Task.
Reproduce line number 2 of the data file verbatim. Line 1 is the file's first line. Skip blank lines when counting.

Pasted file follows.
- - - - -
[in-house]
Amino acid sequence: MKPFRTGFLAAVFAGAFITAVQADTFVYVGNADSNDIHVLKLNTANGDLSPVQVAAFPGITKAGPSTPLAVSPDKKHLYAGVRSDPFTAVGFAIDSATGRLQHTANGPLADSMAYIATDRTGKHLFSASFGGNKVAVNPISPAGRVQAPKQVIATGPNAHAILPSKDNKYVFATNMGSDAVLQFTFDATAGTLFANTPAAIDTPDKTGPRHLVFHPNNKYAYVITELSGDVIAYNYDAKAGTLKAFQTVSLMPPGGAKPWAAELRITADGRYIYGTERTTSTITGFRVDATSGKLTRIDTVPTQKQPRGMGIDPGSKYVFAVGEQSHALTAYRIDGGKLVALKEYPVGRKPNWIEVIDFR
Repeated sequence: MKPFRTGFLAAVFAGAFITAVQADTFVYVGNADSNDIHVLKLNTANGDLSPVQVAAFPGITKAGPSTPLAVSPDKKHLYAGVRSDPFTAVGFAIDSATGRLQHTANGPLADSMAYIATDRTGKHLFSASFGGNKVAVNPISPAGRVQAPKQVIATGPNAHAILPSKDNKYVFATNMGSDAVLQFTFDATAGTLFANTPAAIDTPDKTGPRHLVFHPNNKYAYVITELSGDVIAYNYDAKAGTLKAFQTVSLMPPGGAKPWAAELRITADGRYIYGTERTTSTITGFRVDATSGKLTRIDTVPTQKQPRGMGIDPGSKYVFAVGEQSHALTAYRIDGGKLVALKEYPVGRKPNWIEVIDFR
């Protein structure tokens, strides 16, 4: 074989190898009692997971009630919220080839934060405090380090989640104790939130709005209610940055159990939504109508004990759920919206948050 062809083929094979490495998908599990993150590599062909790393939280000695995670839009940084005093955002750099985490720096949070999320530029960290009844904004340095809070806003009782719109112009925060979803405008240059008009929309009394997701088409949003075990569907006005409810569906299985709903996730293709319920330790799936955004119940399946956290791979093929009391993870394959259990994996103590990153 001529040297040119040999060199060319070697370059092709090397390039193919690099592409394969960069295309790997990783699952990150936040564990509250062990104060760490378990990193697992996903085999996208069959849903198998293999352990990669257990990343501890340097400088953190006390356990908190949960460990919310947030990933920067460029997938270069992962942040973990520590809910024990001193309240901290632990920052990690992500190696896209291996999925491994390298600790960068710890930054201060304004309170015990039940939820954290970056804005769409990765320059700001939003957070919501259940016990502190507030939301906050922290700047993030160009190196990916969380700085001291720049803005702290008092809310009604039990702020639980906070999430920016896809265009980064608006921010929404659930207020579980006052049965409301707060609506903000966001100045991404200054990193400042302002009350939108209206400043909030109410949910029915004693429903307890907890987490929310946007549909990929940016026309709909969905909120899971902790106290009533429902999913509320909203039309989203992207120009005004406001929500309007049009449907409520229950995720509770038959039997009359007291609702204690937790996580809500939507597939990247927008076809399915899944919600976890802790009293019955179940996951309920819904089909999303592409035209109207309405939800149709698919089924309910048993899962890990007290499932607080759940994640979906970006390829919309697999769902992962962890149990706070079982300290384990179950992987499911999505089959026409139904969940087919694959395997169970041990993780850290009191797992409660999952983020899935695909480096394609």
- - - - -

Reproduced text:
Amino acid sequence: MKPFRTGFLAAVFAGAFITAVQADTFVYVGNADSNDIHVLKLNTANGDLSPVQVAAFPGITKAGPSTPLAVSPDKKHLYAGVRSDPFTAVGFAIDSATGRLQHTANGPLADSMAYIATDRTGKHLFSASFGGNKVAVNPISPAGRVQAPKQVIATGPNAHAILPSKDNKYVFATNMGSDAVLQFTFDATAGTLFANTPAAIDTPDKTGPRHLVFHPNNKYAYVITELSGDVIAYNYDAKAGTLKAFQTVSLMPPGGAKPWAAELRITADGRYIYGTERTTSTITGFRVDATSGKLTRIDTVPTQKQPRGMGIDPGSKYVFAVGEQSHALTAYRIDGGKLVALKEYPVGRKPNWIEVIDFR